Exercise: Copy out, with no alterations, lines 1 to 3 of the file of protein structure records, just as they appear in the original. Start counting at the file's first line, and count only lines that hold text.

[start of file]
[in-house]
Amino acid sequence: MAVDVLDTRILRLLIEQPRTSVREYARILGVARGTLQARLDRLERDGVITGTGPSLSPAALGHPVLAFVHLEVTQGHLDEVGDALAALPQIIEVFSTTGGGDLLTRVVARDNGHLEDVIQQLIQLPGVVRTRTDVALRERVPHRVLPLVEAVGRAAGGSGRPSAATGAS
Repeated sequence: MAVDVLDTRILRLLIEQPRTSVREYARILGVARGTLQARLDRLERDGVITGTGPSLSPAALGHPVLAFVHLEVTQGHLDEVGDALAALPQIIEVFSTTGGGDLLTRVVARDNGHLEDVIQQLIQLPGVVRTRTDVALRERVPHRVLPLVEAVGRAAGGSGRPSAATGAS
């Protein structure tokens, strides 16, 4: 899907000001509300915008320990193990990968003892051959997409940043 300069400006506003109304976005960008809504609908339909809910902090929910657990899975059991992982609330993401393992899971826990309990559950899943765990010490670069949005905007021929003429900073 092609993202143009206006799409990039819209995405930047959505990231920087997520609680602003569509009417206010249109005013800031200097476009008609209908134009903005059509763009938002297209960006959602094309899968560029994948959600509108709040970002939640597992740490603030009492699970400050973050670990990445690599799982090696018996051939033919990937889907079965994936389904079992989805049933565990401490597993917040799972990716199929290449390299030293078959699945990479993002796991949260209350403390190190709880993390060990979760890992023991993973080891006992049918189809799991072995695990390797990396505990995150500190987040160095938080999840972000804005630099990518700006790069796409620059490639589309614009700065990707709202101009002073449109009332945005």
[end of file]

[in-house]
Amino acid sequence: MAVDVLDTRILRLLIEQPRTSVREYARILGVARGTLQARLDRLERDGVITGTGPSLSPAALGHPVLAFVHLEVTQGHLDEVGDALAALPQIIEVFSTTGGGDLLTRVVARDNGHLEDVIQQLIQLPGVVRTRTDVALRERVPHRVLPLVEAVGRAAGGSGRPSAATGAS
Repeated sequence: MAVDVLDTRILRLLIEQPRTSVREYARILGVARGTLQARLDRLERDGVITGTGPSLSPAALGHPVLAFVHLEVTQGHLDEVGDALAALPQIIEVFSTTGGGDLLTRVVARDNGHLEDVIQQLIQLPGVVRTRTDVALRERVPHRVLPLVEAVGRAAGGSGRPSAATGAS